She sees her central task in developing concepts together with her team that make their vision real. Other challenges are simply characteristic of the times, in which the international art business has been swept up in an almost irreversible growth spiral, locked into undisguised economic paradigms: “Putting on a purely commercial, blockbuster program has never been our concern. We are preparing for a future in which the tabloidization of museums is called into question.”
Apart from that, museums have the opportunity to recognize those who have been marginalized and give them a proactive platform, which she considers “a vital part of the innovative profile of a museum for contemporary art.” Indeed, their current collection policy emphasizes works by non-Western artists, while programming to reflect the burning questions of our time.
The year 2020 presented numerous unexpected challenges. With the COVID-19 pandemic and the associated closings of the house, the Mumok’s success story was put on hold. A difficult time, since art is something that lives from the encounter, from immediacy, from direct contact. Bridging social and physical distance using virtuality, will strongly influence future art production. Under the catchphrase “The digital museum of the future,” the Mumok is working on a holistic digital strategy to better connect art with digital media.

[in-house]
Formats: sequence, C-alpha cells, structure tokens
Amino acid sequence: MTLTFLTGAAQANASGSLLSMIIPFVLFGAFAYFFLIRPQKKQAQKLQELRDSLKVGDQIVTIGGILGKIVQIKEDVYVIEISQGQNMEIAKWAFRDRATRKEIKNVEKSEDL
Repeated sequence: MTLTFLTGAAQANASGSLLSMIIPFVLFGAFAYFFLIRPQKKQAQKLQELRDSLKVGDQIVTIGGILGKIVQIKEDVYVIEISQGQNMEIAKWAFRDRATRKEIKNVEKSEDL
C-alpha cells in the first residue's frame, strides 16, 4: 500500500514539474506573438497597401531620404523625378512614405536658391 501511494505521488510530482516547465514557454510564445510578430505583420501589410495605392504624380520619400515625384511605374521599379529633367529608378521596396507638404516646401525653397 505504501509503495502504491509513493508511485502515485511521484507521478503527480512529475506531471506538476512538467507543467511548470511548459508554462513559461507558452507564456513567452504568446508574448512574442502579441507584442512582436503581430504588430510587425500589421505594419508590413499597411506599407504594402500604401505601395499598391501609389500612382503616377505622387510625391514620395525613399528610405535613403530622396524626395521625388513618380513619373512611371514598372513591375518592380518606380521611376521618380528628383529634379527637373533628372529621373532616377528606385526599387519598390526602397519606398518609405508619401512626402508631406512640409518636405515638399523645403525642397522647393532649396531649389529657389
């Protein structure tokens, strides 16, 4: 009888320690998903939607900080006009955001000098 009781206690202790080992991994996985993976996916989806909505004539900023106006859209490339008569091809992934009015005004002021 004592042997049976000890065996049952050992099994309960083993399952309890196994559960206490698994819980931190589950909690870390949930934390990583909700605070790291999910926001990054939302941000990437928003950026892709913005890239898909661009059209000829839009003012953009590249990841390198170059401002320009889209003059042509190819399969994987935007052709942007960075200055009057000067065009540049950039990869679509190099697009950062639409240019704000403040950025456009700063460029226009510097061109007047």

Kraus shares Mumok management with Cornelia Lamprechter, dual female leadership that stands out in a patriarchal society, although women have made huge strides in recent years: “Today, there are many internationally recognized female artists, gallery owners, curators and museum directors,” she reported. “In Vienna, five out of eight federal museums are now run by women” – although she cautioned that it will take far longer for it to become “a matter of course.”
Now in a position where she can shine a spotlight on female artists, she has also insisted that gender equality be integrated into all aspects of the Mumok, equalizing the salaries of women and men, and increasing the number of women in management. They have also succeeded in integrating women curators in the collections of the 1960s, which were originally dominated by men.
Women no longer merely dream of top careers, they pursue them. No more male pseudonyms, like George Eliot, George Sand or the Brontë sisters, in order to enjoy recognition from behind a veil. Nevertheless, despite awareness-raising measures, women and men are still not equally represented throughout the worldwide art industry: Kraus applauds Vienna as an important positive example that women indeed find their places in leadership roles. Still, it is important not to forget how different it looks elsewhere, where women remain woefully underrepresented.
Karola Kraus has set her sights on supporting women in the field – to see more women in high positions, certainly, but also to rethink how we see them: namely not only as a German, or as a woman, but rather as a leader who helps define the arts of our time.